News media companies need to move beyond print and think in terms of real-time, relevant content to stay competitive with the average news consumer, who is now also a news producer.
So you have your digital subscription model ready for launch, or already up and running? Then it is safe to say that you have spent many expensive work hours at top management level to sort out your pricing strategy.
Freemium or not. Whatever you opted for, and whatever is or is not working for you, your biggest risk is not price. It is not even the business model.
No, all your efforts will fail if you are not able to deliver top quality.
The Gucci family slogan could not be more on the spot: “Quality is remembered, long after the price is forgotten.”
So how are you doing on the quality side? To me there are two major focus areas here:
Today, we will explore the first one: content. Let’s kill the myth once and for all that traditional media is the equivalent of quality content.
Many of you are still confident that your journalists, editors, and photo desk have what it takes. But do they really?
And, if so, has the downsizing of the newsroom created staffing levels where the ones remaining are unable to deliver on your most crucial value proposition?
The fast-moving, connected world means that readers and users have access to original sources at the same time as the staff of the media companies. Often before.
With open APIs, data can be read, treated, and visualised in real time. With live feeds and broadcasts, the audience attends evolving events without traditional media having to play the old role of information brokers.
The problem is, some traditional media hasn’t gotten it. You still move content as if the Internet didn’t exist, as if the old information monopoly hasn’t been disrupted.
If it wasn’t so tragic, it would almost be amusing.
Some years ago, while still in an operative position in a media company, I remember the story of a store opening. It was a great happening in this area that resulted in crowds queuing up – a truly out-of-the-ordinary scene in this community.
Many of the people on site would take pictures, shoot videos, and share the experience with friends and family via social media platforms. With Facebook covering more than 60% of the population, everyone in this local community knew someone in that queue, so one could assume most people would have been reached by this news item.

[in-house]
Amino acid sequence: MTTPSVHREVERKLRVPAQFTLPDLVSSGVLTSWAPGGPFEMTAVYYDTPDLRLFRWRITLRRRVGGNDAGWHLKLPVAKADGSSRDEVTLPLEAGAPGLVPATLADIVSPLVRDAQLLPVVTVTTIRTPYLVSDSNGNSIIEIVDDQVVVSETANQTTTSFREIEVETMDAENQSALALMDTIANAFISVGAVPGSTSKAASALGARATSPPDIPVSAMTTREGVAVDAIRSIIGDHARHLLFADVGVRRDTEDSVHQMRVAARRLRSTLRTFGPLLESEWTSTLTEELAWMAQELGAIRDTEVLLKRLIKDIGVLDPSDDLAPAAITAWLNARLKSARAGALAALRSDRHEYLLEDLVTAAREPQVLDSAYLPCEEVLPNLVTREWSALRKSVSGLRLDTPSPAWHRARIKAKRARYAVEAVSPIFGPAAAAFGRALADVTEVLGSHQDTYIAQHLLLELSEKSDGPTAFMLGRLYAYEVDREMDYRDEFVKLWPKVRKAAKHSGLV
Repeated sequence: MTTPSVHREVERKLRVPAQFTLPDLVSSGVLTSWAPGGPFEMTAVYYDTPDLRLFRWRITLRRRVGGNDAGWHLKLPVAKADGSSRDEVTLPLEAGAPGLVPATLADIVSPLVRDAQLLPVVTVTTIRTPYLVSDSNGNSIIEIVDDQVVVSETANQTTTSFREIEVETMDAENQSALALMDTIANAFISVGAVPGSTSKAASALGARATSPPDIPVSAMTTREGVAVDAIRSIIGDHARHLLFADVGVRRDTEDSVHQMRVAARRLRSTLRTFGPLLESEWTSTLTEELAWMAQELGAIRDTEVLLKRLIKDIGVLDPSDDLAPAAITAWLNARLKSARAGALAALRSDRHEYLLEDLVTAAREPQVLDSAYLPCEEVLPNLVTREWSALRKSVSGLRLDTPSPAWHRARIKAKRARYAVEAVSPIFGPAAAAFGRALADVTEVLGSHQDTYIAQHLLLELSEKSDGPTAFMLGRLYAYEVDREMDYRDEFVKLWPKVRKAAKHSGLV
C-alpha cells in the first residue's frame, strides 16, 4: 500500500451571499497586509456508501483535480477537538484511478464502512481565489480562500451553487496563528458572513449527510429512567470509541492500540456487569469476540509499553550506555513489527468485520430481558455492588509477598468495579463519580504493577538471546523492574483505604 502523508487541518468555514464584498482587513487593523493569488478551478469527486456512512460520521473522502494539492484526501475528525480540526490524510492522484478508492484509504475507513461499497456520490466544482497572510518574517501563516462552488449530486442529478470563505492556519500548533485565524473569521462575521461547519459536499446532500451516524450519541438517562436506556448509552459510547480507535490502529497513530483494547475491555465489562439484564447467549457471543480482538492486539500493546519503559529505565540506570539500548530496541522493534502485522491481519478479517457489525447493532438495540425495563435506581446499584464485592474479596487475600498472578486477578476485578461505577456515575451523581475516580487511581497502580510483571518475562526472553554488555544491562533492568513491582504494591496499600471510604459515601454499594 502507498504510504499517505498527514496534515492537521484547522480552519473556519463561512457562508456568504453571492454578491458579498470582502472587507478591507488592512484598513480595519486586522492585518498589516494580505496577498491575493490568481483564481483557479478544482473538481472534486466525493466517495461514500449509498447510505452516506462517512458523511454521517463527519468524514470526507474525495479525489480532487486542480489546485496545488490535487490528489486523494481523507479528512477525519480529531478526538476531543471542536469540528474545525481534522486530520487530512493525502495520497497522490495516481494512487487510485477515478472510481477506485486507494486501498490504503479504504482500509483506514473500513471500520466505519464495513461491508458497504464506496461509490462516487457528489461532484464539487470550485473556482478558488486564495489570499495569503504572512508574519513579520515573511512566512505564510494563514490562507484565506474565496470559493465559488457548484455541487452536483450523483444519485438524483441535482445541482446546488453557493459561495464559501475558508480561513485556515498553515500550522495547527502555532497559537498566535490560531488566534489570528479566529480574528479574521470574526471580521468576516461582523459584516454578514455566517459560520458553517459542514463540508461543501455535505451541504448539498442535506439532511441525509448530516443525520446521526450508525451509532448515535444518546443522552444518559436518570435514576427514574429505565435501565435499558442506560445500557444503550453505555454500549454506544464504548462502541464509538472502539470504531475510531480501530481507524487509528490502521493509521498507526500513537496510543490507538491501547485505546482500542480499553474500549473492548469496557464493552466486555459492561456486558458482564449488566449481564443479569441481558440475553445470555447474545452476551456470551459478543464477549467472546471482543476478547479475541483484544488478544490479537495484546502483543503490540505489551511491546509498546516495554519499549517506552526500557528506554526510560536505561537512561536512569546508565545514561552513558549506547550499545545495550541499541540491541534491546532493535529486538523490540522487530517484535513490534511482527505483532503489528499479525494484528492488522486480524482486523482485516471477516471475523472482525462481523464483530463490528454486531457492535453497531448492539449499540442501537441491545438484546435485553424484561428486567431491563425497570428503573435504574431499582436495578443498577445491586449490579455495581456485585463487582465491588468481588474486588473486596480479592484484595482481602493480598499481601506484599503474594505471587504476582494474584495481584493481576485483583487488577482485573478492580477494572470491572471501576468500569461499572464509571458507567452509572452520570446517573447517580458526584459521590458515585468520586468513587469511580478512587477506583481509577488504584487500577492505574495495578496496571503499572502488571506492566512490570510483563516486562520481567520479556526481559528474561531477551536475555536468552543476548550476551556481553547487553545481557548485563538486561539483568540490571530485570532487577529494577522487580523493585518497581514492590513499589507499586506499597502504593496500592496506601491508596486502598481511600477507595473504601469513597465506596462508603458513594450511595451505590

Everyone except the traditional media company. Well, the reporter had been present at the scene, taking notes in his analog notebook. Users were asking why nothing had been published by the traditional media house – when everyone else was spreading content effortlessly.
The newsroom had been caught in what brilliant international media consultant Mats Wikman calls the “curse of headline-and-text.” The reporter was thinking black text on white paper, so he was back at the newsroom, writing. When the audience started requesting his story, he just wasn’t “ready.”
Just one tiny problem with that.
The media consumers turned media producers don’t wait. They share their experiences as soon as possible, even if it is with a picture without comments – and even if it’s poor quality.
News today is real time. Real time is relevant. And relevance is always quality.
I am Anette Novak, CEO of Interactive Institute Swedish ICT, which conducts world-class applied research and innovation, creating groundbreaking user experiences. Also, I am an international media consultant, World Editors Forum board member, gourmet, long distance runner and Francophile – mainly because the Parisians walk and talk as fast as I do. I am former editor-in-chief of the Swedish regional media house Norran. I believe in digital opportunities for publishers, open innovation. The future belongs to media companies that are able to maintain the trust of the audience, who define themselves as active community players, and who are able to create amazing experiences.